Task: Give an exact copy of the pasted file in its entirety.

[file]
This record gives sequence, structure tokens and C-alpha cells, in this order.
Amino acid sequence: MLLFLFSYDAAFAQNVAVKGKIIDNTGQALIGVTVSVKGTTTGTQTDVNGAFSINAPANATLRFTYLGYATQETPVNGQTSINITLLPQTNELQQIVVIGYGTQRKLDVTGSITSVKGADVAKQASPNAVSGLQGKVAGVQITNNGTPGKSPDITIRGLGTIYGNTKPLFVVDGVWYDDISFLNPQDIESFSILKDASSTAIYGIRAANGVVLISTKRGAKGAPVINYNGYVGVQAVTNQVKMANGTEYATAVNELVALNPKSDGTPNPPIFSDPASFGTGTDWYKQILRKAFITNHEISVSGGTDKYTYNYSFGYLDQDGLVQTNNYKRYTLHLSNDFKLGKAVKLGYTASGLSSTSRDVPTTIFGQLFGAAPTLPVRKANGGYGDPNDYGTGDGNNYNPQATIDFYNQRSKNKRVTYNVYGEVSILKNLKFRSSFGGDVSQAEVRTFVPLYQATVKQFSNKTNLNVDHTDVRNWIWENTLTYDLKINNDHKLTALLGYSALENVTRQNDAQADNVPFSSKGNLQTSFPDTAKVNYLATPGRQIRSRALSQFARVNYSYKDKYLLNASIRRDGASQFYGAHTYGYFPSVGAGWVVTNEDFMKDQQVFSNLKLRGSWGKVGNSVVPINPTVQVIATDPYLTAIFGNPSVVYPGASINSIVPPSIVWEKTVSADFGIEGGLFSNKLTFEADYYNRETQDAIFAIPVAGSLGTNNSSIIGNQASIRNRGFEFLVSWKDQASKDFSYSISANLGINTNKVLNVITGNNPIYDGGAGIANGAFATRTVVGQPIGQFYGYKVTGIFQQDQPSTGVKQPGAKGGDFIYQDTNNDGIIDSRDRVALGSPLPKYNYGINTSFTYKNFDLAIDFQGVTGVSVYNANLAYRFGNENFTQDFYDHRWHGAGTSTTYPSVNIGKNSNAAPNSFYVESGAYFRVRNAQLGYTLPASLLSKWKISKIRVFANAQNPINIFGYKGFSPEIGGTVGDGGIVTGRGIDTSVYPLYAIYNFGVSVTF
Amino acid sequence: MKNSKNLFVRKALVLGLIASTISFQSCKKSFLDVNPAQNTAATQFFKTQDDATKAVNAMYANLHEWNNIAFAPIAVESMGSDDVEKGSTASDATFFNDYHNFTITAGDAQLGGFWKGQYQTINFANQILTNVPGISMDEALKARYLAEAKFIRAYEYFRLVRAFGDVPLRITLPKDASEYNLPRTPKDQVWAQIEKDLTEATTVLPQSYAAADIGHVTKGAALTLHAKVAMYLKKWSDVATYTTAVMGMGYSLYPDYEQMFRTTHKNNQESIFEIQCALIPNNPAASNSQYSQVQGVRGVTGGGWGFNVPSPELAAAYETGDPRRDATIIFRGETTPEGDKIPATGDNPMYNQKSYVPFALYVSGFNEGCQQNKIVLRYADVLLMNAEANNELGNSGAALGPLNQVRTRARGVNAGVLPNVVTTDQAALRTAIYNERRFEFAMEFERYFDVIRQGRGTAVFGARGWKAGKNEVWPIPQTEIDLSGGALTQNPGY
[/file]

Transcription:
This record gives sequence, structure tokens and C-alpha cells, in this order.
Amino acid sequence: MLLFLFSYDAAFAQNVAVKGKIIDNTGQALIGVTVSVKGTTTGTQTDVNGAFSINAPANATLRFTYLGYATQETPVNGQTSINITLLPQTNELQQIVVIGYGTQRKLDVTGSITSVKGADVAKQASPNAVSGLQGKVAGVQITNNGTPGKSPDITIRGLGTIYGNTKPLFVVDGVWYDDISFLNPQDIESFSILKDASSTAIYGIRAANGVVLISTKRGAKGAPVINYNGYVGVQAVTNQVKMANGTEYATAVNELVALNPKSDGTPNPPIFSDPASFGTGTDWYKQILRKAFITNHEISVSGGTDKYTYNYSFGYLDQDGLVQTNNYKRYTLHLSNDFKLGKAVKLGYTASGLSSTSRDVPTTIFGQLFGAAPTLPVRKANGGYGDPNDYGTGDGNNYNPQATIDFYNQRSKNKRVTYNVYGEVSILKNLKFRSSFGGDVSQAEVRTFVPLYQATVKQFSNKTNLNVDHTDVRNWIWENTLTYDLKINNDHKLTALLGYSALENVTRQNDAQADNVPFSSKGNLQTSFPDTAKVNYLATPGRQIRSRALSQFARVNYSYKDKYLLNASIRRDGASQFYGAHTYGYFPSVGAGWVVTNEDFMKDQQVFSNLKLRGSWGKVGNSVVPINPTVQVIATDPYLTAIFGNPSVVYPGASINSIVPPSIVWEKTVSADFGIEGGLFSNKLTFEADYYNRETQDAIFAIPVAGSLGTNNSSIIGNQASIRNRGFEFLVSWKDQASKDFSYSISANLGINTNKVLNVITGNNPIYDGGAGIANGAFATRTVVGQPIGQFYGYKVTGIFQQDQPSTGVKQPGAKGGDFIYQDTNNDGIIDSRDRVALGSPLPKYNYGINTSFTYKNFDLAIDFQGVTGVSVYNANLAYRFGNENFTQDFYDHRWHGAGTSTTYPSVNIGKNSNAAPNSFYVESGAYFRVRNAQLGYTLPASLLSKWKISKIRVFANAQNPINIFGYKGFSPEIGGTVGDGGIVTGRGIDTSVYPLYAIYNFGVSVTF
Amino acid sequence: MKNSKNLFVRKALVLGLIASTISFQSCKKSFLDVNPAQNTAATQFFKTQDDATKAVNAMYANLHEWNNIAFAPIAVESMGSDDVEKGSTASDATFFNDYHNFTITAGDAQLGGFWKGQYQTINFANQILTNVPGISMDEALKARYLAEAKFIRAYEYFRLVRAFGDVPLRITLPKDASEYNLPRTPKDQVWAQIEKDLTEATTVLPQSYAAADIGHVTKGAALTLHAKVAMYLKKWSDVATYTTAVMGMGYSLYPDYEQMFRTTHKNNQESIFEIQCALIPNNPAASNSQYSQVQGVRGVTGGGWGFNVPSPELAAAYETGDPRRDATIIFRGETTPEGDKIPATGDNPMYNQKSYVPFALYVSGFNEGCQQNKIVLRYADVLLMNAEANNELGNSGAALGPLNQVRTRARGVNAGVLPNVVTTDQAALRTAIYNERRFEFAMEFERYFDVIRQGRGTAVFGARGWKAGKNEVWPIPQTEIDLSGGALTQNPGY